MoviePass, a once-popular movie ticketing service, announced its return this summer with an unsettling twist – the new mobile app will track whether you're actually watching its ads.
MoviePass is re-launching, but this time as a web3-style phone app incorporating eye-tracking software that'll compel you to keep your eyes glued to the screen for the duration of ads. If you look away, the ads will stop, and you won't get your points (or a movie ticket, for that matter).
Don't Look Away!
In brief, MoviePass used to be a service where users earned credits for free cinema tickets by watching ads. The "problem" was people used to play those ads in the background while doing something else. This kind of defeated the entire purpose of the system, and eventually left the company with insufficient funds from its investors and clients. The new MoviePass management, however, is determined to keep the company profitable by making sure that users are actually watching the ads this time. The new system will function with the aid of the facial recognition and eye-tracking tech in our phones.
It's a way to close that loop and make it far more efficient of a system... not unlike what you'd normally see when you go to a movie theater, but this is customized for you.
So, if you want to earn some movie tickets, or better yet, buy them with digital currency, you'll have that option with MoviePass's second incarnation, however, you'll need to watch the adverts for real – no more playing ads while making dinner. The new app utilizes eye-tracking software to ensure that your eyes are on the screen for the duration of the commercial. Much like the short horror movie called Don't Look Away – all is well as long as you don't avert your gaze from the monster.
MoviePass launched in 2011, but it only took off in 2016 when it launched a program that enabled users to see unlimited movies in the cinema for a flat fee. Eventually, lots of people watching lots of movies for very little money turned out to be unsustainable, and MoviePass died in 2019, with the company declaring bankruptcy the next year (after staying on life support for a while).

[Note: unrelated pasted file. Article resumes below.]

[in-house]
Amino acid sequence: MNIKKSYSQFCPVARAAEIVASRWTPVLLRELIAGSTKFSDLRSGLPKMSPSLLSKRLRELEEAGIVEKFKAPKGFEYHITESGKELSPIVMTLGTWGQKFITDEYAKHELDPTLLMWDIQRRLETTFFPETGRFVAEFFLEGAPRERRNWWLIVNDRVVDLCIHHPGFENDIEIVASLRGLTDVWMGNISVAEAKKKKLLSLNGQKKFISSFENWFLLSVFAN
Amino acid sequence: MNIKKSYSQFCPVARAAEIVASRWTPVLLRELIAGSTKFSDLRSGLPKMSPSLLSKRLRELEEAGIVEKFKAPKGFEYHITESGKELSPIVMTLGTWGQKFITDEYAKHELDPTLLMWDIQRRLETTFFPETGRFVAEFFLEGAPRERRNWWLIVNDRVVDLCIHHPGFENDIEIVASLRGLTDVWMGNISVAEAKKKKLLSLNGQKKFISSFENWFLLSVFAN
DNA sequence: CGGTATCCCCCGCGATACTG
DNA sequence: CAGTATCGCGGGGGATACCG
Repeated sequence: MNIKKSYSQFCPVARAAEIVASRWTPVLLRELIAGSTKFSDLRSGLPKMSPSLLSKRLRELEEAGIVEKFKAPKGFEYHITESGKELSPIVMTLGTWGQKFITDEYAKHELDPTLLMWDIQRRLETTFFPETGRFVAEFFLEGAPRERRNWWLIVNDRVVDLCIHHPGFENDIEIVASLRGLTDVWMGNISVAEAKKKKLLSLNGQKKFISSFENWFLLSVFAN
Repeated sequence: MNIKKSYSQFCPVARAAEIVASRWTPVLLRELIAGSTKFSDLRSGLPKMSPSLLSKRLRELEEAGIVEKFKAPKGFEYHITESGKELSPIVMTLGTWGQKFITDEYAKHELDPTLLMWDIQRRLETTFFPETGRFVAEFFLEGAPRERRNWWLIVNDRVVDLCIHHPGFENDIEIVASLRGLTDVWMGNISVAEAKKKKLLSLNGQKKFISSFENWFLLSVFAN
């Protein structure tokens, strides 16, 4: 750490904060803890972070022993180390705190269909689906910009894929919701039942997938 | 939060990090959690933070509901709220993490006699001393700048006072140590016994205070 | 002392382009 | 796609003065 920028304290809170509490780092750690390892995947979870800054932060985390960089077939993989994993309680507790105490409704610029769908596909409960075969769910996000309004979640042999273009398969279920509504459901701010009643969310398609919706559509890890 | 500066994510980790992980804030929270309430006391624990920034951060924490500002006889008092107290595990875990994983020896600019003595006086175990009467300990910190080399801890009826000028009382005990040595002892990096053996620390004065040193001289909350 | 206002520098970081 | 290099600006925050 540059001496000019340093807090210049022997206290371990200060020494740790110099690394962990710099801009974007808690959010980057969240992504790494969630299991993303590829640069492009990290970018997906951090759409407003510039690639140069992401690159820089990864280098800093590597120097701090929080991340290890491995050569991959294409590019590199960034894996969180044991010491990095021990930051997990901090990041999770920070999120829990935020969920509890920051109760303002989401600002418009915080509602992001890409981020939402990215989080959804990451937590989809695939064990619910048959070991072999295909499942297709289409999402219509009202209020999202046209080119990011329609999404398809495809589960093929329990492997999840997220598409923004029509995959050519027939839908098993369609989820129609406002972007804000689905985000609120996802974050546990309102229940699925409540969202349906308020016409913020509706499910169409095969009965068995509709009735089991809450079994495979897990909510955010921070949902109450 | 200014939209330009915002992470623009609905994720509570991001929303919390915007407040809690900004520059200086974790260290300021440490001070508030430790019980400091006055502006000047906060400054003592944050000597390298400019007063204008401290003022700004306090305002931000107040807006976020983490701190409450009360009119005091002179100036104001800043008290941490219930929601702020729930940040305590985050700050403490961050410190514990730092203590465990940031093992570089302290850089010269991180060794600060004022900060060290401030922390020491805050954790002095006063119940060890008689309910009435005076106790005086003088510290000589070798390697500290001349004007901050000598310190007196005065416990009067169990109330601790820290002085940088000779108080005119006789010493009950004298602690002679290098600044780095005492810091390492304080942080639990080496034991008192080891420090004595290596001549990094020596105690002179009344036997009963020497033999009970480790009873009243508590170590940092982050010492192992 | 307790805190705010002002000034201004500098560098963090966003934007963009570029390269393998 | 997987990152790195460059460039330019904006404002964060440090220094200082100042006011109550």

Fifteen Million Merits
MoviePass openly states its resolution to make sure that advertising content no longer goes unseen. At the same time, they want to provide users the opportunity to develop their online wallets. Users will be able to purchase movies and other MoviePass products, or even invest in company shares in the future.
We had an early version of this where you know what happened. People put the phone down and left and didn't pay any attention to it. Right now 70 percent of video advertising is unseen. This is a way that advertisers get the impact they're looking for but you're also getting the impact yourself.
This doesn't sound like such a bad idea until you realize that it's a Black Mirror episode happening in real time. The episode, called Fifteen Million Merits, depicts a world where members of society must cycle on exercise bikes, while watching endless commercials, to earn a currency called "merits", which they can use in their everyday life. The concept is reduced to absurdity when the main protagonist Bing can't even spare the merits to skip an ad featuring his girlfriend, Abi, on a fictional pornography channel called WraithBabes. Since he's out of merits, a high-pitched noise screeches whenever he looks away from the screen – so he's forced to watch.
Fifteen Million Merits is a bleak dystopian fiction that's difficult to watch, and offers clear commentary on modern society, capitalism, and digital privacy abuse. Although containing elements of science fiction and set in the distant future, more often than not, that "future" is eerily reminiscent of our present. But are people ready to sell their attention, emotions, and cognition to allow apps to track their eyes while watching ads, just so they can see a movie "for less"? Whether the MoviePass relaunch ultimately turns into a parody of Black Mirror, only time (and the success of MoviePass) will tell. As we see it, this is a glaring reminder that businesses keep using dystopian fiction as a blueprint, rather than heeding its warnings.